Spina Bifida: Research Activities and Scientific Advances

Through its intramural and extramural organizational units, the NICHD supports and conducts a broad range of research on spina bifida.

Institute Activities and Advances

NICHD-supported scientists are investigating genetic, neurological, and environmental variables that influence neurobehavioral outcomes for children with spina bifida; assessing spina bifida's effects on physical and cognitive development in early childhood; developing new diagnostic ultrasound techniques; and studying the advantages of in utero (in the uterus) spinal cord repair for infants with spina bifida.

The Pregnancy and Perinatology Branch (PPB) supports research into the detection and treatment of spina bifida. Most prominently, PPB–supported researchers have validated positive outcomes from in utero surgery to repair the most severe cases of spina bifida, myelomeningocele. She below for details. In addition, studies to develop new techniques for diagnosing spina bifida before birth are carried out with PPB support.

The Intellectual and Developmental Disabilities Branch supports an extensive body of research evaluating the cognitive, motor, and social development of people with spina bifida. These studies examine development across infancy, childhood, and adolescence. NICHD-supported scientists also evaluate specific interventions to stimulate motor skills, such as walking in infancy and the toddler years; examine the long-term effects of spina bifida on the ability to learn; and assess the impact of spina bifida on forming and maintaining relationships in early adolescence.

These programs are complemented by a focus on genetic risk, patterns of embryonic development, and prenatal nutritional status in other areas of the institute. For instance, the intramural Program in Genomics of Differentiation uses zebrafish to investigate patterns of genes in embryonic development.

Human genetics is the focus of research supported by the Developmental Biology and Structural Variation Branch (DBSVB). Researchers supported by the DBSVB investigate the specific genetic activity that drives the development and growth of the fetus, in normal conditions and when the neural tube fails to form completely.

Through its Division of Intramural Population Health Research (DIPHR), the NICHD also conducts research to understand how nutritional and other interventions might prevent neural tube defects such as spina bifida. For example, with institutions in Ireland, where neural tube defects are relatively common, researchers are collaborating to identify risk factors for spina bifida,  such as having low levels of vitamin B during pregnancy.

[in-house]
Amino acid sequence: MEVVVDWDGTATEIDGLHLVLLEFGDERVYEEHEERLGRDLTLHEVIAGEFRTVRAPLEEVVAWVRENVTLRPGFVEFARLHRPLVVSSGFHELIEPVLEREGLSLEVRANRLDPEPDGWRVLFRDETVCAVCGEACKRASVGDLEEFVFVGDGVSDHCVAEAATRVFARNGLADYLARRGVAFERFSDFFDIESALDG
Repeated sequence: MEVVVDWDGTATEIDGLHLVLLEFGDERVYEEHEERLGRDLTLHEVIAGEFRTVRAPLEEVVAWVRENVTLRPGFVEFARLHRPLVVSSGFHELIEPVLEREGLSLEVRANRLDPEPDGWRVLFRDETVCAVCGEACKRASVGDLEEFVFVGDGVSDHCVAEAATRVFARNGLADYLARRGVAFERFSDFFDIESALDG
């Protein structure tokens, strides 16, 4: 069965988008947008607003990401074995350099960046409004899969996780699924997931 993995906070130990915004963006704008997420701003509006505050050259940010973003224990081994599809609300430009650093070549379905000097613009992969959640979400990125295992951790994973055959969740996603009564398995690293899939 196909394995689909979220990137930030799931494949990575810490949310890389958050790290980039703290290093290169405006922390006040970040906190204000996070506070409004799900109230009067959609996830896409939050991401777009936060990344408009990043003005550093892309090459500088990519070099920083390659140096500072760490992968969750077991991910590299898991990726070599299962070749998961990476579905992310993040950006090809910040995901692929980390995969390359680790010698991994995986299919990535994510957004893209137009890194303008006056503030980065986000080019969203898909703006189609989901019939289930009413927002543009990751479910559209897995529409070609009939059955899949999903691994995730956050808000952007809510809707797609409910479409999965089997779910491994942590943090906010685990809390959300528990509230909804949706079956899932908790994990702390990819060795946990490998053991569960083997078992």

Other Activities and Advances

To achieve its goals for spina bifida research, the NICHD conducts and supports a variety of activities. Some of these activities are managed through the components listed above, while others are part of NIH-wide or collaborative efforts in which the NICHD participates. Examples are listed below:

  • The Birth Defects Research Group, led by the Epidemiology Branch within DIPHR, is a multicenter, multidisciplinary group of collaborating scientists that investigates the etiology of birth defects, particularly neural tube defects. Collaborating institutions include the NICHD; the National Human Genome Research Institute; the Health Research Board of Ireland; and the Department of Biochemistry, Trinity College, Dublin.
  • The NICHD’s PPB initiated the Maternal-Fetal Surgery Network to understand if surgery done in utero was comparable to standard post-natal surgery. The primary study in the Network is the Management of Myelomeningocele Study (MOMS). Results from the study showed that children with myelomeningocele who had received in utero surgery between weeks 19 and 25 of gestation were less likely by one-third to require a ventriculo-peritoneal shunt or to die. Surgery also reduced by one-third the presence of hindbrain herniation and doubled the number of children who could walk independently; however, there were significant complications, including dramatically higher ratesof preterm birth. The results of the study were so positive that a clinical trials organization named MOMS the “Clinical Trial of the Year” in 2012; visit http://www.nichd.nih.gov/news/releases/Pages/052312-MOMS.aspx for more information.
  • The DBSVB-supported Birth Defects Initiative and Birth Defects Working Group represent a concerted effort to support research on birth defects, including neural tube defects such as spina bifida. The Initiative is co-funded by other NIH Institutes and includes P01, R01, and K projects.
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